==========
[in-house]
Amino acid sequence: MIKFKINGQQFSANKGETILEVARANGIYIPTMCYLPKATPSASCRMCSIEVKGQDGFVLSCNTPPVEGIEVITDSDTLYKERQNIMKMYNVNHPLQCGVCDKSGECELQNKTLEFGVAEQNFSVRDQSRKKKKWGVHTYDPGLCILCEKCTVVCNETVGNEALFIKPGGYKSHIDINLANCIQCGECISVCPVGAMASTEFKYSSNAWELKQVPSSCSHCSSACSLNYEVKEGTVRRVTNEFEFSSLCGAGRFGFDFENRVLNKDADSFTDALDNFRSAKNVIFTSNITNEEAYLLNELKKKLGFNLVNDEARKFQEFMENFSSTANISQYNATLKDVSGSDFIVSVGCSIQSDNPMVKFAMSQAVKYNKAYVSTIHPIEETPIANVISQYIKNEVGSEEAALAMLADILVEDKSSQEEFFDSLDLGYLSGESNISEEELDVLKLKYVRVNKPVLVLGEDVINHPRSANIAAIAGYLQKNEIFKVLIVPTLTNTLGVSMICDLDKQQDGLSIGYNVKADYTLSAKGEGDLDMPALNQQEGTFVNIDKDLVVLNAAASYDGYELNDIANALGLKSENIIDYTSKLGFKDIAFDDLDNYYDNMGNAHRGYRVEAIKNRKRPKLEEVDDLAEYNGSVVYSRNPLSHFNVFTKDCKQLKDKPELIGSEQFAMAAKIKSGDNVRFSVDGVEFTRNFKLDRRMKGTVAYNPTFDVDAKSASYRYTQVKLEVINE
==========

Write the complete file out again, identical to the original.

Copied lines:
[in-house]
Amino acid sequence: MIKFKINGQQFSANKGETILEVARANGIYIPTMCYLPKATPSASCRMCSIEVKGQDGFVLSCNTPPVEGIEVITDSDTLYKERQNIMKMYNVNHPLQCGVCDKSGECELQNKTLEFGVAEQNFSVRDQSRKKKKWGVHTYDPGLCILCEKCTVVCNETVGNEALFIKPGGYKSHIDINLANCIQCGECISVCPVGAMASTEFKYSSNAWELKQVPSSCSHCSSACSLNYEVKEGTVRRVTNEFEFSSLCGAGRFGFDFENRVLNKDADSFTDALDNFRSAKNVIFTSNITNEEAYLLNELKKKLGFNLVNDEARKFQEFMENFSSTANISQYNATLKDVSGSDFIVSVGCSIQSDNPMVKFAMSQAVKYNKAYVSTIHPIEETPIANVISQYIKNEVGSEEAALAMLADILVEDKSSQEEFFDSLDLGYLSGESNISEEELDVLKLKYVRVNKPVLVLGEDVINHPRSANIAAIAGYLQKNEIFKVLIVPTLTNTLGVSMICDLDKQQDGLSIGYNVKADYTLSAKGEGDLDMPALNQQEGTFVNIDKDLVVLNAAASYDGYELNDIANALGLKSENIIDYTSKLGFKDIAFDDLDNYYDNMGNAHRGYRVEAIKNRKRPKLEEVDDLAEYNGSVVYSRNPLSHFNVFTKDCKQLKDKPELIGSEQFAMAAKIKSGDNVRFSVDGVEFTRNFKLDRRMKGTVAYNPTFDVDAKSASYRYTQVKLEVINE